On March 13th when “they” started shutting things down, I wasn’t feeling too affected as my life as an artist is very similar to self-quarantine and isolation. My first two paintings were of cherry trees blossoming. Being in the DC area, cherry blossom time is a big deal. Since “they” blocked off road access to the park where the majority of cherry trees are, I painted ‘Cherry Trees Blossoming Unseen’.

Cherry Trees Blossoming Unseen
Power of Spring

I was disappointed that I couldn’t see the beautiful cherry trees at my son’s home. He sent me photos and I painted ‘The Power of Spring’. (You can view either of these paintings on my website http://overlandartist.com.)

It seemed like everything in my world had been cancelled: My 50th high-school reunion in Fargo, a weekend plein workshop at Great Falls with Bethanne Cople, my family reunion, our household move to Colorado – all cancelled. Then came all the other inconveniences: wearing a mask, deliveries delayed or lost, and the frustration of not knowing when we’ll move but having to pack anyway.

Hanging By Clothespins – cropped

The thing an artist does to combat stress is to make art. I started doodling in my sketchbooks, but the paper was too thin, too small and unfulfilling. While sorting through materials and stuff in my studio I came across some weird canvas that I never used because it seemed too much like paper. I cut it into thirds, each roughly measuring 36” x 30”. I also had a bag of unopened printer ink cartridges that I needed to dispose of. I wondered if it would work to break into the cartridge and get the ink out. Straight from the cartridge I was able to make satisfying marks and splotches.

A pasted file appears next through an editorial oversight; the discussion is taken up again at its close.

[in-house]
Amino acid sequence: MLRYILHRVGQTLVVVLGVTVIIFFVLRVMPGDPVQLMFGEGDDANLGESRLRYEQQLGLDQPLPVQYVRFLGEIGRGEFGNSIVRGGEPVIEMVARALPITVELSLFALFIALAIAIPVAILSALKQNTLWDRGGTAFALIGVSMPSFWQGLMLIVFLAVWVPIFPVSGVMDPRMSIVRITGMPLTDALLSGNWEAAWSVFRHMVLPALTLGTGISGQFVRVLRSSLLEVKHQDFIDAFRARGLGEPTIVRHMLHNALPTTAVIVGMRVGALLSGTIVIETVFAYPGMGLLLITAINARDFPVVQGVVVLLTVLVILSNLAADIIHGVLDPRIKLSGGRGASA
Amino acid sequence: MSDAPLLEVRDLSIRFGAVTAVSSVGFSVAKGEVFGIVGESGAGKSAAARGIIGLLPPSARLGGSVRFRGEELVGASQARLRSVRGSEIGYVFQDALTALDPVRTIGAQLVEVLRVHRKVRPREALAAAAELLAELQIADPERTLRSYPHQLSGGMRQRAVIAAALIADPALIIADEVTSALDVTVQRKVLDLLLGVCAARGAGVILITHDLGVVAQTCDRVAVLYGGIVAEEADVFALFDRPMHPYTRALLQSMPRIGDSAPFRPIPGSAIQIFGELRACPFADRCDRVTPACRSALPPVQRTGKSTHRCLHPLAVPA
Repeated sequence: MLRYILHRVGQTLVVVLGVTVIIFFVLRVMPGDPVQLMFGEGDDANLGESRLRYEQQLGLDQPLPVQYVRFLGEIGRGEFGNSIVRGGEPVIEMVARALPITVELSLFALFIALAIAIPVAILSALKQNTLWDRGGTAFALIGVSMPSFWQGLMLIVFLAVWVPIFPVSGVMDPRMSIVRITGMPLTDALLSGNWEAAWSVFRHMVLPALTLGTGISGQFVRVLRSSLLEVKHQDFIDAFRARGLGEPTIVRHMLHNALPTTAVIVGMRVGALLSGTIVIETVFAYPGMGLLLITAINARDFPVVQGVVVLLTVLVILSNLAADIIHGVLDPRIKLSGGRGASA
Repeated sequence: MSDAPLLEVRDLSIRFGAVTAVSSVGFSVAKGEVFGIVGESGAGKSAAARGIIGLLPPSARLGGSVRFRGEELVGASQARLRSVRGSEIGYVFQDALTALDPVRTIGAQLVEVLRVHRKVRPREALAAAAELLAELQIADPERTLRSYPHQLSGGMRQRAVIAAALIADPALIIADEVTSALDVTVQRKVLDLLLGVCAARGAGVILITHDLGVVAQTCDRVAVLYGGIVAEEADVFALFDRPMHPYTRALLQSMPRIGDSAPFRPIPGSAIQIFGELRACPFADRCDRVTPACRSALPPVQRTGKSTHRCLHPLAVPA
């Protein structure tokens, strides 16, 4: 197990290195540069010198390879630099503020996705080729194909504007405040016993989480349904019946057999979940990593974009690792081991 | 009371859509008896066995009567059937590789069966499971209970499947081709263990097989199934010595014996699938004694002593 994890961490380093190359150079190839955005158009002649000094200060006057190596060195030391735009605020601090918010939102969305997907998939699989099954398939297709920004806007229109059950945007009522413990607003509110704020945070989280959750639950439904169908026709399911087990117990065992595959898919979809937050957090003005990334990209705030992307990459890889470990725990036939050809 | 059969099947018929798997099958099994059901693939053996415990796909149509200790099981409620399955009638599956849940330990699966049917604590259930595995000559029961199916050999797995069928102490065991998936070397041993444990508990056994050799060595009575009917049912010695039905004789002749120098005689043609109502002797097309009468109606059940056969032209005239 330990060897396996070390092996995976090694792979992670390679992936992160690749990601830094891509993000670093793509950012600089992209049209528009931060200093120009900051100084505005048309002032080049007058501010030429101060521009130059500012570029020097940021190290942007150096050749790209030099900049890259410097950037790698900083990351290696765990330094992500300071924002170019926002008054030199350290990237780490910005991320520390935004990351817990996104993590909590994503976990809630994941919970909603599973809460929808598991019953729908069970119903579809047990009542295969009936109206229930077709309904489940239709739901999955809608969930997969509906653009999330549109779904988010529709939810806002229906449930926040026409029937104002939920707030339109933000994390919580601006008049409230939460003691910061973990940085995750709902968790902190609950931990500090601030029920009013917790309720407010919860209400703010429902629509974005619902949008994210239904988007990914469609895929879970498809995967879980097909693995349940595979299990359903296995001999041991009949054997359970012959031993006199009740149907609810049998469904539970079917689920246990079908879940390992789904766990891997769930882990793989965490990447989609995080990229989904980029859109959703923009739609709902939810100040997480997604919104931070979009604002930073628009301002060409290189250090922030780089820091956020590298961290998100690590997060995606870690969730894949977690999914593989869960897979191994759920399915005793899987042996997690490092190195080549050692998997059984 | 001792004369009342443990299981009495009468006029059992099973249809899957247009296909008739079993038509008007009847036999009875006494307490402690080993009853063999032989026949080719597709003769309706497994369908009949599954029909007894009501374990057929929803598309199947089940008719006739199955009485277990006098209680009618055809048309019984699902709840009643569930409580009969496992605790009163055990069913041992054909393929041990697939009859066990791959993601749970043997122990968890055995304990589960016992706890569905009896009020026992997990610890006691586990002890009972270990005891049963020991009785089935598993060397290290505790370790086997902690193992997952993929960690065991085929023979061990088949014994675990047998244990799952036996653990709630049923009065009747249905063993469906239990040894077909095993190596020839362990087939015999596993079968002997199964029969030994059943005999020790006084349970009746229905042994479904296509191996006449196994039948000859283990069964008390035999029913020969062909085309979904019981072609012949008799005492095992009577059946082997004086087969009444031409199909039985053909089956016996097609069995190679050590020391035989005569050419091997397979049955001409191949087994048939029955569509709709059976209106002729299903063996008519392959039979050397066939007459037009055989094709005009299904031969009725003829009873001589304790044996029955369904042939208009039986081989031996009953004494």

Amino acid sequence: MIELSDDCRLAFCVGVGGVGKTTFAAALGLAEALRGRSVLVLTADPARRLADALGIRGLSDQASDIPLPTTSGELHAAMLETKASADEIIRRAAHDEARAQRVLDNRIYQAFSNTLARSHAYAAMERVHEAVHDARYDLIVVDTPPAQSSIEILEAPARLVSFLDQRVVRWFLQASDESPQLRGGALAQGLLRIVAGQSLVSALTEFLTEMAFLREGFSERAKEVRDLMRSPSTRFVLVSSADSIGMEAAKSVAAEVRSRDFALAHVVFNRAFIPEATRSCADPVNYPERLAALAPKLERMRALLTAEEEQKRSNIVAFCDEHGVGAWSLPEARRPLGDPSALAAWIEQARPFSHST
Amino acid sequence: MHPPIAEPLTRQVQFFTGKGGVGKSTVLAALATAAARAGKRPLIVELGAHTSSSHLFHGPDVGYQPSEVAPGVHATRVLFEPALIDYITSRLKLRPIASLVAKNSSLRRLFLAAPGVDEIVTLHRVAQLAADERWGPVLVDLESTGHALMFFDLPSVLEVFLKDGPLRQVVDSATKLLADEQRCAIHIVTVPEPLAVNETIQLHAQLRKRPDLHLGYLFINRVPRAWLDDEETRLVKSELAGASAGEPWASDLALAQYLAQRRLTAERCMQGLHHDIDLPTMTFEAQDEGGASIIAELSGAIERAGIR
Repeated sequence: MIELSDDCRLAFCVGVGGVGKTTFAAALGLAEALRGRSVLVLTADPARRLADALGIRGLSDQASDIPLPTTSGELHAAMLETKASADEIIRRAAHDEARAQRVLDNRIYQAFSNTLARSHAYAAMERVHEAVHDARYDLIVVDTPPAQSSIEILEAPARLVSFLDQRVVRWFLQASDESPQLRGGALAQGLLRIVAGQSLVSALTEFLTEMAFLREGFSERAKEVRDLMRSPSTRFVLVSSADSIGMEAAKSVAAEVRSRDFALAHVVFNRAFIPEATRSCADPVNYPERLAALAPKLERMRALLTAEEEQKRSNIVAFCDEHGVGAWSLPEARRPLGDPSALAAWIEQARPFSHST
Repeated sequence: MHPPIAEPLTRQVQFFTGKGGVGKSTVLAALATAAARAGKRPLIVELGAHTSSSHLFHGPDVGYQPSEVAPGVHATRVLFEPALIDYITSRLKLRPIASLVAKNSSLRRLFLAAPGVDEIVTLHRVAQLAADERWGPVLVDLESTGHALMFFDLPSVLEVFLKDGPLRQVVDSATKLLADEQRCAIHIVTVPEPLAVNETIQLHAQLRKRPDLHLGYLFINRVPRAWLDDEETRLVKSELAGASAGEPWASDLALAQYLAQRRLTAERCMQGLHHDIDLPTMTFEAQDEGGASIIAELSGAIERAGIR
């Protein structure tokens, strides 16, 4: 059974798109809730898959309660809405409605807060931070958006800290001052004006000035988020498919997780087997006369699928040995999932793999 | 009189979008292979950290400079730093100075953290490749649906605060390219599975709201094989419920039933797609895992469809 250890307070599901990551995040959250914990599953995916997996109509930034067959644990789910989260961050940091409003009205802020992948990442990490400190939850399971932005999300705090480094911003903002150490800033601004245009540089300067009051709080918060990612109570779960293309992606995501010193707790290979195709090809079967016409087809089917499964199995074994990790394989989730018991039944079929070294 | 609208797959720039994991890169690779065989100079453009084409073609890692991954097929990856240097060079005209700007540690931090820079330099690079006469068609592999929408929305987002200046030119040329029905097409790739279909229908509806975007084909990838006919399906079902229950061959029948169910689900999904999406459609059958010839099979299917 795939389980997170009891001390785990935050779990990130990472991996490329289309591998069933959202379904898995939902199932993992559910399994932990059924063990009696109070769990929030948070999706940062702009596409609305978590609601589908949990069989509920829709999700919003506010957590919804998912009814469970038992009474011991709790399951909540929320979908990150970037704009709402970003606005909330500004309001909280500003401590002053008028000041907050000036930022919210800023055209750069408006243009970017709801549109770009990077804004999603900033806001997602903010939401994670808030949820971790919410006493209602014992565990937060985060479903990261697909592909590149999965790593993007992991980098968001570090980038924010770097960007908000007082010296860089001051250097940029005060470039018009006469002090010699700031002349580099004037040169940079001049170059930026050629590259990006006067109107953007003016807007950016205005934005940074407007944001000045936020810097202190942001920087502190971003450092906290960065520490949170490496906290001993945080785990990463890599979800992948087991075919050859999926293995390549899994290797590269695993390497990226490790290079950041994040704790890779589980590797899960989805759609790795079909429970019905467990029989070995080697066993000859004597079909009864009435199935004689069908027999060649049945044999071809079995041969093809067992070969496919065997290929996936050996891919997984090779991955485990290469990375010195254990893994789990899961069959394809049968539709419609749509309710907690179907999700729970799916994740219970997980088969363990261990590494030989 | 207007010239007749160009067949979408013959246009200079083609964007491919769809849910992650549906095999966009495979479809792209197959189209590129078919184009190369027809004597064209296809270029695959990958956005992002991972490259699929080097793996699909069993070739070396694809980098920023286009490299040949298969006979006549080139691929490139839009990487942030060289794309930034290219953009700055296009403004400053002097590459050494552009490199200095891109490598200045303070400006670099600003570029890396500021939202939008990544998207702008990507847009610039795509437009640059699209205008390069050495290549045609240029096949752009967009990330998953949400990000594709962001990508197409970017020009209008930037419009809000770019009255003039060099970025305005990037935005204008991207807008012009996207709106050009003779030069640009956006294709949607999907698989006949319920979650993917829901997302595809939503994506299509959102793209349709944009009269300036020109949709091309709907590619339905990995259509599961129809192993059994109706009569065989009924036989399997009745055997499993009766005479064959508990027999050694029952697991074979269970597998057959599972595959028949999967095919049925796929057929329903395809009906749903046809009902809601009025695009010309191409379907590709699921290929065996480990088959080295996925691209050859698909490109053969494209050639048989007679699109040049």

It also helped to release some of the physical angst from not exercising. Next day I decided to keep experimenting with materials I never use, including powdered titanium oxide and bronze powdered pigments mixed with Gamblin Galkyd and walnut oil. What the heck I had my n95 mask close at hand to avoid inhalation of the toxic powders.

‘Hanging By Clothespins’ was the first of three abstracts.

As I doodled and worked into it, I felt like I was making hieroglyphics that might be found someday after the coronavirus had its way with us. I titled it ‘Hanging By Clothespins’ because for one, that’s how I worked on it, a piece of unstretched canvas clothes-pinned to a u-haul box. Second the title seems to personify my state of affairs.

‘Hanging By Clothespins’ during painting

‘Broken Barriers’ was the second of three abstracts and created in response to the walks I have to take with the dog. Living in an apartment complex with a couple hundred strangers, while myself and my husband are in the category of “at risk”, can be daunting, stressful and paranoid, but the dog (my beautiful Katja) has to and insists on (even though she has potty papers) going out for long walks. I don’t understand why so many people here reject wearing masks and social distancing. This painting exemplifies our walks while dodging and trying to avoid people, whether contaminated or not by an unseen viruses. Leaning towards “germaphobe”, all my barriers, my mask and my personal space are broken on these walks. It’s a strange violation of personal space, like stop sharing my air. Certainly an unhealthy feeling that adds to the sense of separation from others and one’s environment.

Broken Barriers cropped

‘Internal Quarantine’ the third abstract in this pandemic exploration is just what it appears to be – raw emotion. I’m a bit doom-and-gloomy with a side of anger. I’m concerned with our rights and liberties being curtailed. This pandemic with the death tolls, politics, global unrest and internal battles is an opportunity for everyone to self examine and make new choices for the future that may unite us and heal us instead of divide.

Internal Quarantine cropped

I think the purpose of doodling is to get the unconscious stuff out and make new room.

Susan Krieg